Steel Guitar Rag

From Wikipedia, the free encyclopedia
Jump to navigation Jump to search
"Steel Guitar Rag"
Single by Bob Wills & his Texas Playboys
Format10-inch 78 rpm record
GenreWestern swing
Songwriter(s)Leon McAuliffe

"Steel Guitar Rag" is the seminal Western swing instrumental credited with popularizing the steel guitar as an integral instrument in a Western band.[1][2][3]

Written by Leon McAuliffe, it was first recorded by Bob Wills and The Texas Playboys in 1936.[4][5] The song bears a striking resemblance to "Guitar Rag" recorded by guitarist Sylvester Weaver in 1927.,[6][7] although others have claimed stylistic similarities to a popular Hawaiian song, "On the Beach at Waikiki" (words, G.H. Stover; music, Henry Kailimai; arrangement, Sonny Cunha; 1915), which was widely performed on the vaudeville circuits in the U.S.[8][9][10] Many musicians and bands have recorded this instrumental over the years. A recent version was performed by Country Music Hall of Famer Jimmy Russell.


  1. ^ Townsend, San Antonio Rose,p. 99: There are authorities, McAuliffe among them, who believe this recording ["Steel Guitar Rag", March 25, 1935] and the subsequent use of the instrument in Wills's organization played the leading role in making the steel guitar popular in American music."
  2. ^ Harrington,Sonic Cool, p. 22: "In September '36, Leon McAuliffe had a huge hit with 'Steel Guitar Rag,' which helped popularize the sound of the electric guitar to the whole nation."
  3. ^ Lange,Smile When You Call Me a Hillbilly, p. 121: "McAuliffe's guitar eventually became an integral part of Bob Wills sound, particularly after the release of 'Steel Guitar Rag' in the late 1936. McAuliffe turned the instrumental piece, which was derived from a Hawaiian tune, into country music's first steel guitar standard."
  4. ^ Stambler, Country Music, p. 289: " 'I've [Leon McAuliffe] written some songs that are good, but not many. I can't manufacture 'em, they have to come to me. I wrote 'Steel Guitar Rag' and the bridge to 'San Antonio Rose'—the trumpeter wrote the words—but Bob has total credit.' "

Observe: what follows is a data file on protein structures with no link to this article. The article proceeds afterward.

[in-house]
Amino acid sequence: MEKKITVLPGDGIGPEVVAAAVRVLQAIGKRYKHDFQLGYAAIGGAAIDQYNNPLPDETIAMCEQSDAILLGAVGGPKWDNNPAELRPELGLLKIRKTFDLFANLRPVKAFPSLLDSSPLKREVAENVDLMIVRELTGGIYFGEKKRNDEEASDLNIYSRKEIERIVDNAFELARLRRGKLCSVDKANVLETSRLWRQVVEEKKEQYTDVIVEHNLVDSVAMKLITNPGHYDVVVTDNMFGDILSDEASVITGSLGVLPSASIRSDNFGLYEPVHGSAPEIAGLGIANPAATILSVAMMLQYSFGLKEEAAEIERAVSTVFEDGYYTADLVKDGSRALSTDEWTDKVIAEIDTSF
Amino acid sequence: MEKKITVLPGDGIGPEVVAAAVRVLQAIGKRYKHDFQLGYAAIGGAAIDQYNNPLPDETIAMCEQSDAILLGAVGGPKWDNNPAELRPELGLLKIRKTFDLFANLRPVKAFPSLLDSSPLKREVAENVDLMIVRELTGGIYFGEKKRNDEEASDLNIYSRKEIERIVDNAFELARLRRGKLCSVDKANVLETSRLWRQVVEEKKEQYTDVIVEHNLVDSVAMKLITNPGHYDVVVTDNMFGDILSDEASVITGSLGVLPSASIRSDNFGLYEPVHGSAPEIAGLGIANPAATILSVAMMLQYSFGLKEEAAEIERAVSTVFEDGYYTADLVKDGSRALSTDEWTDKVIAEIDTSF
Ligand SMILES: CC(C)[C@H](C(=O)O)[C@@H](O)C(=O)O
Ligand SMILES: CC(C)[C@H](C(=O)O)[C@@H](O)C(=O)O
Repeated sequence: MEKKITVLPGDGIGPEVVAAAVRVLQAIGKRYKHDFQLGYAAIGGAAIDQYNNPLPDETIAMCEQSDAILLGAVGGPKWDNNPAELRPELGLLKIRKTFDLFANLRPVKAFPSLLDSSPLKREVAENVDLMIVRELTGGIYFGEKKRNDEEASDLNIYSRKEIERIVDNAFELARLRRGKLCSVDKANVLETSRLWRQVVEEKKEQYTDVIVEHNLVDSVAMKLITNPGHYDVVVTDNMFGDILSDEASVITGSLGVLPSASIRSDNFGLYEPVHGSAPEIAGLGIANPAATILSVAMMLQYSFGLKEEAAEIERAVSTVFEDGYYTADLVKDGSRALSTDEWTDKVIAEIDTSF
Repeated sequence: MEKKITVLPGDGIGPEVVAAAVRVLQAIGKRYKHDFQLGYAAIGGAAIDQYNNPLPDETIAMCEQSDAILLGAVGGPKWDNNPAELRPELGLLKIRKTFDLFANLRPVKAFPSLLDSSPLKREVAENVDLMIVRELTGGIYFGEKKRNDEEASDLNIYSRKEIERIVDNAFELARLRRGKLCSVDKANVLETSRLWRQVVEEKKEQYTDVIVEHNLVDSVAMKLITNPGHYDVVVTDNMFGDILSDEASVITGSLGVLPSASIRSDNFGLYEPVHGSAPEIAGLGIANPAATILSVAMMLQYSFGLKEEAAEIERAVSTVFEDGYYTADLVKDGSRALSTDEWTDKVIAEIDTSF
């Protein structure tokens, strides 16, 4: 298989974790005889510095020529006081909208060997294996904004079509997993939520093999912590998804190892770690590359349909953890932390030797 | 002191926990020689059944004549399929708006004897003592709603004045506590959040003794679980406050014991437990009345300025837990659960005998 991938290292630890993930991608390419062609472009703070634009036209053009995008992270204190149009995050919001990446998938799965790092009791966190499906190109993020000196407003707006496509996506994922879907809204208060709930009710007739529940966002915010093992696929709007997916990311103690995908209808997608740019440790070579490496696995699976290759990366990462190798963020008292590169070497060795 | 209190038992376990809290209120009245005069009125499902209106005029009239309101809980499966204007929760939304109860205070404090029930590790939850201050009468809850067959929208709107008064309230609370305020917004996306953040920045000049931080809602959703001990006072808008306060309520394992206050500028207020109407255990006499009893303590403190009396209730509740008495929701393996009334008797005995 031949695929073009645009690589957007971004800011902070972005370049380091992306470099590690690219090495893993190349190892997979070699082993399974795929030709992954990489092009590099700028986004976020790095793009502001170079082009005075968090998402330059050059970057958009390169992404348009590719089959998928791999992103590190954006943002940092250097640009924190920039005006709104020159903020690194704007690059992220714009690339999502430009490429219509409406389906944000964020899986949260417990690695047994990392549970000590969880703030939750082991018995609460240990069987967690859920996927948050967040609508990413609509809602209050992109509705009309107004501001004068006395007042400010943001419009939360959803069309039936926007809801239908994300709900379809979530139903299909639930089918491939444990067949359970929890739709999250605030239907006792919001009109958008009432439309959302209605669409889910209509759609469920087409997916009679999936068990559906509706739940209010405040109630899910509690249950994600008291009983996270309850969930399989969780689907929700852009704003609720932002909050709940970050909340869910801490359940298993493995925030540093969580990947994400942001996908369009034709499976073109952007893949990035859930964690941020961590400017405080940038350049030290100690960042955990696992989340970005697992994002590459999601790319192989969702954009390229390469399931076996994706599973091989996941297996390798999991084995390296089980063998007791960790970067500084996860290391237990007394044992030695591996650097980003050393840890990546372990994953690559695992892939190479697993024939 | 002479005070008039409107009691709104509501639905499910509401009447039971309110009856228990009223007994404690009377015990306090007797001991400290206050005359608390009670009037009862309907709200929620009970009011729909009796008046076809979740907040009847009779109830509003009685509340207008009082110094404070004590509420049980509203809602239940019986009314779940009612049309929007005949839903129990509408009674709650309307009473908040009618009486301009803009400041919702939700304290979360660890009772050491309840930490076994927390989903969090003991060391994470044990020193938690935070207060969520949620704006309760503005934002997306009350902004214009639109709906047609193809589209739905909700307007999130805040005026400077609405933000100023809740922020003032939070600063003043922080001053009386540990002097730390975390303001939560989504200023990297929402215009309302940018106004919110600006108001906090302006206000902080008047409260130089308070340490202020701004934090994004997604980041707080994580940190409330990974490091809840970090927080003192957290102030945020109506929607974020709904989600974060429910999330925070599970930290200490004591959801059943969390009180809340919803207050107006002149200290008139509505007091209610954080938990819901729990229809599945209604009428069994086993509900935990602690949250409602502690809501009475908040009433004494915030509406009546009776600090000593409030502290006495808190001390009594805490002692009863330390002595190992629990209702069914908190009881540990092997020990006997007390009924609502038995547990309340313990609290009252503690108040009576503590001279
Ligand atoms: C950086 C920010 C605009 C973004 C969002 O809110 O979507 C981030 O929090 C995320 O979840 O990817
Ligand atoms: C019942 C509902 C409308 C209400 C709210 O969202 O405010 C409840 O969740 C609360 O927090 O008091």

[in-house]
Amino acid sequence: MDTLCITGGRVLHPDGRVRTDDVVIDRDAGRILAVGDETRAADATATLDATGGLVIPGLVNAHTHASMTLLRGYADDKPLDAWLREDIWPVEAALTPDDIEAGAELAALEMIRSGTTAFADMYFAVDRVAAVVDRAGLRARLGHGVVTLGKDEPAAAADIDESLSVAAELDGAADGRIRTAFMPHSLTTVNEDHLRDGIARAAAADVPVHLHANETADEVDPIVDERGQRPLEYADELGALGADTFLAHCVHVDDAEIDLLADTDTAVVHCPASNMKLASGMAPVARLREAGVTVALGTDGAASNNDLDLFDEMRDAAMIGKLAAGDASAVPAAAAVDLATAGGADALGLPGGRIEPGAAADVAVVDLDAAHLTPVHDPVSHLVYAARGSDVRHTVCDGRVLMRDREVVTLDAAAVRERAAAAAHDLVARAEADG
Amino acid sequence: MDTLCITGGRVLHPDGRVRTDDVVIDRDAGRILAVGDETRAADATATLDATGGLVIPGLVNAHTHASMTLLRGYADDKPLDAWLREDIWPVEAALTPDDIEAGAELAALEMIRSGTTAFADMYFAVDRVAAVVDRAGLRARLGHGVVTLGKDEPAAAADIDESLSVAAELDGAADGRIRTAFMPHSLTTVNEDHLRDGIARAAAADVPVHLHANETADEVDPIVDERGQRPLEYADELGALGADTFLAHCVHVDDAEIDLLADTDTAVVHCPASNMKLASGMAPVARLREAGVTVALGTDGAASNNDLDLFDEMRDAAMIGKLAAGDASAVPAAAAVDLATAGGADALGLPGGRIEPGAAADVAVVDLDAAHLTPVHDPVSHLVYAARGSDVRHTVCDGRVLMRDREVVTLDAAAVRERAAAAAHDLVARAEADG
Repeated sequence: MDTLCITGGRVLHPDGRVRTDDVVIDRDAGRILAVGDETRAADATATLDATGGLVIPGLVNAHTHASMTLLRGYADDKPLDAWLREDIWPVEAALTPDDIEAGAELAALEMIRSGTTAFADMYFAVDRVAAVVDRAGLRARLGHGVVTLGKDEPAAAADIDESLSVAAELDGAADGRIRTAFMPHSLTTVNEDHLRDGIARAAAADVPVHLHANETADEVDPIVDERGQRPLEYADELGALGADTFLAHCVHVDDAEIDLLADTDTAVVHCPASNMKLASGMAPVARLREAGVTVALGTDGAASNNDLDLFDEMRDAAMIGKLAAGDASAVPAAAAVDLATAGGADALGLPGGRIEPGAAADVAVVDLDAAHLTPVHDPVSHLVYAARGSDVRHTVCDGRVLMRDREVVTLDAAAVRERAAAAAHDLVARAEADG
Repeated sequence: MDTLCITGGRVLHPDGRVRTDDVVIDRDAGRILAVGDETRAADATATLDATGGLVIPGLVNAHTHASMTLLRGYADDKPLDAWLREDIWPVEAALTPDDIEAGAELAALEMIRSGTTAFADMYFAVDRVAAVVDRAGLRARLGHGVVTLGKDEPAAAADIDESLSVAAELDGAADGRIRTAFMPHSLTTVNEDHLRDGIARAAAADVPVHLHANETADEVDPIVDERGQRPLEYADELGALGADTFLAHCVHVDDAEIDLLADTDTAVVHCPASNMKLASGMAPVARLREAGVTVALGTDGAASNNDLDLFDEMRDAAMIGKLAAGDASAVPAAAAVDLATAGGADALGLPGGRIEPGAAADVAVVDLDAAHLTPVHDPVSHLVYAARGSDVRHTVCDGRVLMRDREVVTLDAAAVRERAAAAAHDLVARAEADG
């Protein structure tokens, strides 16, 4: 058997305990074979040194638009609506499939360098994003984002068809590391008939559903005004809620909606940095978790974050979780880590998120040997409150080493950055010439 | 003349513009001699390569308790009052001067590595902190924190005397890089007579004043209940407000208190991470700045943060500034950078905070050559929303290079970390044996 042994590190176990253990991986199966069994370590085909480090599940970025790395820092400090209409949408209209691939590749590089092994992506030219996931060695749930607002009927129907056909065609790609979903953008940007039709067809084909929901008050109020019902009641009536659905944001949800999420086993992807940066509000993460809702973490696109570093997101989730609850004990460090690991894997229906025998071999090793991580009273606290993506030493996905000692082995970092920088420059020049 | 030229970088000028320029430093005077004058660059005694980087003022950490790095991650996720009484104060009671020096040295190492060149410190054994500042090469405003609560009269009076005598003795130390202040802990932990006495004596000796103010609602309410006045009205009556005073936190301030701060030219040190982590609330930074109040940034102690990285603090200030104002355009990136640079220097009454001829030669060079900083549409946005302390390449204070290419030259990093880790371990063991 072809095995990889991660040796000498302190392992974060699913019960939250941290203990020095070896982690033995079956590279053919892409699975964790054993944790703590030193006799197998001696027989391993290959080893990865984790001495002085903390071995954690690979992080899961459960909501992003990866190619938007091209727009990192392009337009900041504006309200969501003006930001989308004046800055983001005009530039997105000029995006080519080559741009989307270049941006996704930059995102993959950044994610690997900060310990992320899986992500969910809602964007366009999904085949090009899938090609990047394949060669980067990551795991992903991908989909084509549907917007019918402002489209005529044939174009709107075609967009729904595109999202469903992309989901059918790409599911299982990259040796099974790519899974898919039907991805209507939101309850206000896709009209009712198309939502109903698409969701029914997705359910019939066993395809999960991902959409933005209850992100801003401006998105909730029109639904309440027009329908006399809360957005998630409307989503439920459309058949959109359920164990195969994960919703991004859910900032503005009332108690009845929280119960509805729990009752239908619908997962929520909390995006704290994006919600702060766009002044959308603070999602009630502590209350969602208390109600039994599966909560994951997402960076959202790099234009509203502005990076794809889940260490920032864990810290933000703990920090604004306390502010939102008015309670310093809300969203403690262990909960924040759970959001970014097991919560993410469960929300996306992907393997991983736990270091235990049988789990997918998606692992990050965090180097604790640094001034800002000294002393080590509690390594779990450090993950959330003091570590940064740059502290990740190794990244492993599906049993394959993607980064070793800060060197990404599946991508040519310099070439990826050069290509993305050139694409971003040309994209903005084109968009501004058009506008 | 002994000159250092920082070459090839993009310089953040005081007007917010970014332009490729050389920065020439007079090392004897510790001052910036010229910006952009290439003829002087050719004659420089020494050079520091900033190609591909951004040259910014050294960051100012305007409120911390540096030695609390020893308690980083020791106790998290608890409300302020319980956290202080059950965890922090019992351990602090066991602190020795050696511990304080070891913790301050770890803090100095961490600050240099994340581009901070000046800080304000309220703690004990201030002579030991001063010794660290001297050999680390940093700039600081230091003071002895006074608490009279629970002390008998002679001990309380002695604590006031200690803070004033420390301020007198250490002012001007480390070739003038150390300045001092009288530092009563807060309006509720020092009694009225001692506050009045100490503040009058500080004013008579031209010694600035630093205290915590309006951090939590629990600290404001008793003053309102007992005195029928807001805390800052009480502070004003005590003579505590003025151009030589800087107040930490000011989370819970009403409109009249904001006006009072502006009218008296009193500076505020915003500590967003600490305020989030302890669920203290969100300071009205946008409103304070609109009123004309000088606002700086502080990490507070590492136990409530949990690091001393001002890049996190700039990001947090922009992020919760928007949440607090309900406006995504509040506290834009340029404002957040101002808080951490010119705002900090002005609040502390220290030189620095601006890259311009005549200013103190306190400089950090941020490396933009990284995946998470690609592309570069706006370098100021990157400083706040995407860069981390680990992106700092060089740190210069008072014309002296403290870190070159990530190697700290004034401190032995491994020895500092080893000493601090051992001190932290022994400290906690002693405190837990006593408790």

5. ^ Oliphant, "Texas Jazz", p. 50-51: "As early as 1933, Leon McAuliffe also was playing steel guitar, and in 1935 he joined Bob Wills and His Texas Playboys, recording with the latter his own composition, 'Steel Guitar Rag,' during a session of September 29–30, 1936."
  6. ^ Dempsey, The Light Crust Doughboys Are on the Air, pp. 57-58: "Dough Boy Kenneth Pitts admired McAuliffe's tune, 'Steel Guitar Rag,' which McAuliffe adapted from a tune called 'Guitar Rag' by blues guitarist Sylvester Weaver."
  7. ^ Komara, Encyclopedia of the Blues, p. 385: "The latter ['Guitar Rag'] is a blues guitar landmark, having been appropriated countless times including as 'Steel Guitar Rag' by Bob Wills and the Texas Playboys in 1936."
  8. ^ Koskoff, Music Cultures in the United States, p. 129: "The debut of the song 'On the Beach at Waikiki' at the Panama-Pacific Exposition [1915] is credited with sparking a national fad for Hawaiian songs."
  9. ^ *Ruymar, The Hawaiian Steel Guitar, p. 50, quoting John York, president of the Western Swing Music Society: "When you next listen to a recording of Leon McAuliffe playing Steel Guitar Rag or Pan Handle Rag, listen for the Hawaiian style with a slight difference. Leon's influence came from listening to recordings of Jim and the Genial Hawaiians, and of Sol Ho'opi'i."
  10. ^ Santoro, Stir It Up, p. 183: "Hawaiian sounds began to outsell other forms of pop music on the mainland U.S., and had such an impact that Mexican bands added steel guitar players and masqueraded as Hawaiians to crash the lucrative U.S. vaudeville circuit."


  • Dempsey. John Mark. The Light Crust Doughboys Are on the Air: Celebrating Seventy Years of Texas Music. University of North Texas Press; Har/Com edition (September 2002) ISBN 1-57441-151-9
  • Harrington, Joe S. Sonic Cool: The Life & Death of Rock 'n' Roll. Hal Leonard, 2002. ISBN 0-634-02861-8
  • Komara, Edward. Encyclopedia of the Blues. Routledge, 2005) ISBN 0-415-92699-8
  • Koskoff, Ellen. Music Cultures in the United States: An Introduction. Routledge, 2005. ISBN 0-415-96588-8
  • Lange, Jeffrey J. Smile When You Call Me a Hillbilly: Country Music's Struggle for Respectability, 1939-1954. University of Georgia Press (August 2004) ISBN 0-8203-2623-2
  • Oliphant, Dave. "Texas Jazz: 1920-50". The Roots of Texas Music edited by Lawrence Clayton, Joe W. Specht, pp. 37–65. Texas A&M University Press, 2005. ISBN 1-58544-492-8
  • Ruymar, Lorene. The Hawaiian Steel Guitar and Its Great Hawaiian Musicians. Centerstream Publications, 1996. ISBN 1-57424-021-8
  • Santoro, Gene. Stir It Up: Musical Mixes from Roots to Jazz. Oxford University Press, 1997. ISBN 0-19-509869-2
  • Stambler, Irwin; Grelun Land. Country Music: The Encyclopedia. St. Martin's Griffin, 2000. ISBN 0-312-26487-9
  • Townsend, Charles. San Antonio Rose: The Life and Music of Bob wills. University of Illinois Press, 1986. ISBN 0-252-01362-X

External links[edit]